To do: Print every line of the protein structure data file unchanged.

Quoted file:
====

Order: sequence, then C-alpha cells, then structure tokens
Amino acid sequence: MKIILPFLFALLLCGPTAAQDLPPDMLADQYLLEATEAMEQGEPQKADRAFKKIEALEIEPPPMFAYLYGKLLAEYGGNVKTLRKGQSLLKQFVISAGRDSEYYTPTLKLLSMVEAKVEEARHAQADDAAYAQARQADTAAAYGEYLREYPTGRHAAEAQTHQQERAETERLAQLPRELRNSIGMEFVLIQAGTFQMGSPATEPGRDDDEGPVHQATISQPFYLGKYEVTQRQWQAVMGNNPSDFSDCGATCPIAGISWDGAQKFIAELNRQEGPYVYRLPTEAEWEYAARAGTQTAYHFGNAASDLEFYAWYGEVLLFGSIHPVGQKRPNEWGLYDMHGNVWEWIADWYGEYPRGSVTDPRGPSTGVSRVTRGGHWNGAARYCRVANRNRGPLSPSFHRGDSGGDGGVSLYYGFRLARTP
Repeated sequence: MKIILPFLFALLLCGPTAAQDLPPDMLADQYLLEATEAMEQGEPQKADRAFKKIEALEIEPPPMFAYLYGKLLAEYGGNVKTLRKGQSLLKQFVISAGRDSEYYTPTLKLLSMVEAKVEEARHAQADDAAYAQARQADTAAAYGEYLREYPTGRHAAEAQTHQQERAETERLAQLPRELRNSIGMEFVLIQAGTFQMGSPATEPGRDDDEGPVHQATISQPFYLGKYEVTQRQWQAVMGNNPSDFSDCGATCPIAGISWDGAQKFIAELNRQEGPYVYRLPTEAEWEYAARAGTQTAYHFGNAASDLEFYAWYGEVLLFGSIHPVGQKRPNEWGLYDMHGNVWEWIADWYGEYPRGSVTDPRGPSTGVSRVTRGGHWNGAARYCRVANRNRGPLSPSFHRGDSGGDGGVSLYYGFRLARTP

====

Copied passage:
Order: sequence, then C-alpha cells, then structure tokens
Amino acid sequence: MKIILPFLFALLLCGPTAAQDLPPDMLADQYLLEATEAMEQGEPQKADRAFKKIEALEIEPPPMFAYLYGKLLAEYGGNVKTLRKGQSLLKQFVISAGRDSEYYTPTLKLLSMVEAKVEEARHAQADDAAYAQARQADTAAAYGEYLREYPTGRHAAEAQTHQQERAETERLAQLPRELRNSIGMEFVLIQAGTFQMGSPATEPGRDDDEGPVHQATISQPFYLGKYEVTQRQWQAVMGNNPSDFSDCGATCPIAGISWDGAQKFIAELNRQEGPYVYRLPTEAEWEYAARAGTQTAYHFGNAASDLEFYAWYGEVLLFGSIHPVGQKRPNEWGLYDMHGNVWEWIADWYGEYPRGSVTDPRGPSTGVSRVTRGGHWNGAARYCRVANRNRGPLSPSFHRGDSGGDGGVSLYYGFRLARTP
Repeated sequence: MKIILPFLFALLLCGPTAAQDLPPDMLADQYLLEATEAMEQGEPQKADRAFKKIEALEIEPPPMFAYLYGKLLAEYGGNVKTLRKGQSLLKQFVISAGRDSEYYTPTLKLLSMVEAKVEEARHAQADDAAYAQARQADTAAAYGEYLREYPTGRHAAEAQTHQQERAETERLAQLPRELRNSIGMEFVLIQAGTFQMGSPATEPGRDDDEGPVHQATISQPFYLGKYEVTQRQWQAVMGNNPSDFSDCGATCPIAGISWDGAQKFIAELNRQEGPYVYRLPTEAEWEYAARAGTQTAYHFGNAASDLEFYAWYGEVLLFGSIHPVGQKRPNEWGLYDMHGNVWEWIADWYGEYPRGSVTDPRGPSTGVSRVTRGGHWNGAARYCRVANRNRGPLSPSFHRGDSGGDGGVSLYYGFRLARTP